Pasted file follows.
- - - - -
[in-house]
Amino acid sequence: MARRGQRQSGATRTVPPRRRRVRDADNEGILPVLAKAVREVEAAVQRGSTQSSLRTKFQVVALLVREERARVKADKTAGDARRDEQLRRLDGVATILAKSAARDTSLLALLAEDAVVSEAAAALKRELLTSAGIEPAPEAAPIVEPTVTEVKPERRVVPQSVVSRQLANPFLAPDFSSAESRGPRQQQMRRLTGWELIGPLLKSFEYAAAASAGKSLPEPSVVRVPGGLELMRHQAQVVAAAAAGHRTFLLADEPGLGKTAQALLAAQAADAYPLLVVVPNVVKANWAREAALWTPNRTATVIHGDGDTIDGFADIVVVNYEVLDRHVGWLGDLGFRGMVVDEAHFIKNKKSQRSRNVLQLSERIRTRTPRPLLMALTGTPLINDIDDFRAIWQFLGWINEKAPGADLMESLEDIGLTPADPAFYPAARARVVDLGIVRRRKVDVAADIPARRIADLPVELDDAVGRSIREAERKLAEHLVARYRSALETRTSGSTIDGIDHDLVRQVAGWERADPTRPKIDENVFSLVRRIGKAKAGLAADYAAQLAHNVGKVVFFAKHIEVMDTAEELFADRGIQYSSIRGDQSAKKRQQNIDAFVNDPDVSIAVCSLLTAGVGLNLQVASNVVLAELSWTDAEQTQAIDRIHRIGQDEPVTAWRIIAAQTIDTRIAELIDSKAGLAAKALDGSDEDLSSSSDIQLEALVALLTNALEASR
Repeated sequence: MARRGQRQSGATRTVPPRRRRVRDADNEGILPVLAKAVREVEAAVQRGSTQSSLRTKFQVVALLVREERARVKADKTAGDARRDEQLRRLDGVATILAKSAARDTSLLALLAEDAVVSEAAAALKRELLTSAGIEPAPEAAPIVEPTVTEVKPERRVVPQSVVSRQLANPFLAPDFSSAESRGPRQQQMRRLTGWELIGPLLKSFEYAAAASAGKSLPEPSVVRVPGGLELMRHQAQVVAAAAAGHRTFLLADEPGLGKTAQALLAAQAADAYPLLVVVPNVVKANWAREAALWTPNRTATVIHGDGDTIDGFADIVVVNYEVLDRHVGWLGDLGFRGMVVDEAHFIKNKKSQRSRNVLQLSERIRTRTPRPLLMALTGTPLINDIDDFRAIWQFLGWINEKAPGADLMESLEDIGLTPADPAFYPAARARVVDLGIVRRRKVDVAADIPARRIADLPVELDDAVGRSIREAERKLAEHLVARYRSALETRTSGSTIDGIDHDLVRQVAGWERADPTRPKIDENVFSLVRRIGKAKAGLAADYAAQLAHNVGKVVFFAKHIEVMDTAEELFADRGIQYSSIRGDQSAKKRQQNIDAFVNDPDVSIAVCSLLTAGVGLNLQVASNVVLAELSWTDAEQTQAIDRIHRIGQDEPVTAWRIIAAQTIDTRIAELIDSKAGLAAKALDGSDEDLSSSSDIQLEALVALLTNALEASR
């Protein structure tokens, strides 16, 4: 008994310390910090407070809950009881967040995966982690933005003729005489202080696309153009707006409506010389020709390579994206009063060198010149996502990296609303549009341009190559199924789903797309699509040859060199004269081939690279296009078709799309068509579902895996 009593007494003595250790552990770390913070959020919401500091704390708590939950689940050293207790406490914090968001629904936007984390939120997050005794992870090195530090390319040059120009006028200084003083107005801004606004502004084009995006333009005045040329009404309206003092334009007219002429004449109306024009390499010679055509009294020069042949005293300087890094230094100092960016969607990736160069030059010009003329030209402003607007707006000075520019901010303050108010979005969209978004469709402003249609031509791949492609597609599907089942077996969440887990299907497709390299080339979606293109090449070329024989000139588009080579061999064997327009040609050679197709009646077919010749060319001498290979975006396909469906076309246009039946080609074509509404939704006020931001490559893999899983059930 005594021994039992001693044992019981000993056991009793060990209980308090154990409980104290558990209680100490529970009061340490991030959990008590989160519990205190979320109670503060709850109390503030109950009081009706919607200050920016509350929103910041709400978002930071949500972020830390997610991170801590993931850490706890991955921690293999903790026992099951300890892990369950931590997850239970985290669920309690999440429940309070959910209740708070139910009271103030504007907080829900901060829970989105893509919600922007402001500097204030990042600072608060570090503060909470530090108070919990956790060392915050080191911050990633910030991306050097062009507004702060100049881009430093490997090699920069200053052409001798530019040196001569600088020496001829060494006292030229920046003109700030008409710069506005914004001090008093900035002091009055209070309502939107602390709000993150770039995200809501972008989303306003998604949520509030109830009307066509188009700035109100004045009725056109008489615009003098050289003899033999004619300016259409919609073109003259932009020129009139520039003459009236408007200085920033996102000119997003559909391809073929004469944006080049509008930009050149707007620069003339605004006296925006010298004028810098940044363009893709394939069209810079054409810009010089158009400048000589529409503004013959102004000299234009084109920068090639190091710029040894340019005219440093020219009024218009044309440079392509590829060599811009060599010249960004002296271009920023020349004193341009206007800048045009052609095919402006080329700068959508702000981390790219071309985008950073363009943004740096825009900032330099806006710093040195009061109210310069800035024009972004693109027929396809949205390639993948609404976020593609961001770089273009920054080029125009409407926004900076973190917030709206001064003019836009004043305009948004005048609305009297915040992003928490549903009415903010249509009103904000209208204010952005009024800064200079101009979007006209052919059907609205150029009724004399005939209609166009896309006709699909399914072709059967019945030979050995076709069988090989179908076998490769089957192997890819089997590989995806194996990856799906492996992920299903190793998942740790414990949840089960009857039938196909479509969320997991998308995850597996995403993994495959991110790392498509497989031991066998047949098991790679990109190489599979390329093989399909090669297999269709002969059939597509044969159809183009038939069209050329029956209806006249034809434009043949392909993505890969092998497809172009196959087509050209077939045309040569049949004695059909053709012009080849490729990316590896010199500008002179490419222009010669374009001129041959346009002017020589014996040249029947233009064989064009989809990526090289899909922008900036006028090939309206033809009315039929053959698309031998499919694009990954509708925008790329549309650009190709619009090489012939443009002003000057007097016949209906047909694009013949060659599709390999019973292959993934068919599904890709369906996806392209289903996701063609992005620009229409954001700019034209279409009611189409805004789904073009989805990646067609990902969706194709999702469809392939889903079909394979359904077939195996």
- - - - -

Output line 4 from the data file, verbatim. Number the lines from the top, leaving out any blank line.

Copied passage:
């Protein structure tokens, strides 16, 4: 008994310390910090407070809950009881967040995966982690933005003729005489202080696309153009707006409506010389020709390579994206009063060198010149996502990296609303549009341009190559199924789903797309699509040859060199004269081939690279296009078709799309068509579902895996 009593007494003595250790552990770390913070959020919401500091704390708590939950689940050293207790406490914090968001629904936007984390939120997050005794992870090195530090390319040059120009006028200084003083107005801004606004502004084009995006333009005045040329009404309206003092334009007219002429004449109306024009390499010679055509009294020069042949005293300087890094230094100092960016969607990736160069030059010009003329030209402003607007707006000075520019901010303050108010979005969209978004469709402003249609031509791949492609597609599907089942077996969440887990299907497709390299080339979606293109090449070329024989000139588009080579061999064997327009040609050679197709009646077919010749060319001498290979975006396909469906076309246009039946080609074509509404939704006020931001490559893999899983059930 005594021994039992001693044992019981000993056991009793060990209980308090154990409980104290558990209680100490529970009061340490991030959990008590989160519990205190979320109670503060709850109390503030109950009081009706919607200050920016509350929103910041709400978002930071949500972020830390997610991170801590993931850490706890991955921690293999903790026992099951300890892990369950931590997850239970985290669920309690999440429940309070959910209740708070139910009271103030504007907080829900901060829970989105893509919600922007402001500097204030990042600072608060570090503060909470530090108070919990956790060392915050080191911050990633910030991306050097062009507004702060100049881009430093490997090699920069200053052409001798530019040196001569600088020496001829060494006292030229920046003109700030008409710069506005914004001090008093900035002091009055209070309502939107602390709000993150770039995200809501972008989303306003998604949520509030109830009307066509188009700035109100004045009725056109008489615009003098050289003899033999004619300016259409919609073109003259932009020129009139520039003459009236408007200085920033996102000119997003559909391809073929004469944006080049509008930009050149707007620069003339605004006296925006010298004028810098940044363009893709394939069209810079054409810009010089158009400048000589529409503004013959102004000299234009084109920068090639190091710029040894340019005219440093020219009024218009044309440079392509590829060599811009060599010249960004002296271009920023020349004193341009206007800048045009052609095919402006080329700068959508702000981390790219071309985008950073363009943004740096825009900032330099806006710093040195009061109210310069800035024009972004693109027929396809949205390639993948609404976020593609961001770089273009920054080029125009409407926004900076973190917030709206001064003019836009004043305009948004005048609305009297915040992003928490549903009415903010249509009103904000209208204010952005009024800064200079101009979007006209052919059907609205150029009724004399005939209609166009896309006709699909399914072709059967019945030979050995076709069988090989179908076998490769089957192997890819089997590989995806194996990856799906492996992920299903190793998942740790414990949840089960009857039938196909479509969320997991998308995850597996995403993994495959991110790392498509497989031991066998047949098991790679990109190489599979390329093989399909090669297999269709002969059939597509044969159809183009038939069209050329029956209806006249034809434009043949392909993505890969092998497809172009196959087509050209077939045309040569049949004695059909053709012009080849490729990316590896010199500008002179490419222009010669374009001129041959346009002017020589014996040249029947233009064989064009989809990526090289899909922008900036006028090939309206033809009315039929053959698309031998499919694009990954509708925008790329549309650009190709619009090489012939443009002003000057007097016949209906047909694009013949060659599709390999019973292959993934068919599904890709369906996806392209289903996701063609992005620009229409954001700019034209279409009611189409805004789904073009989805990646067609990902969706194709999702469809392939889903079909394979359904077939195996």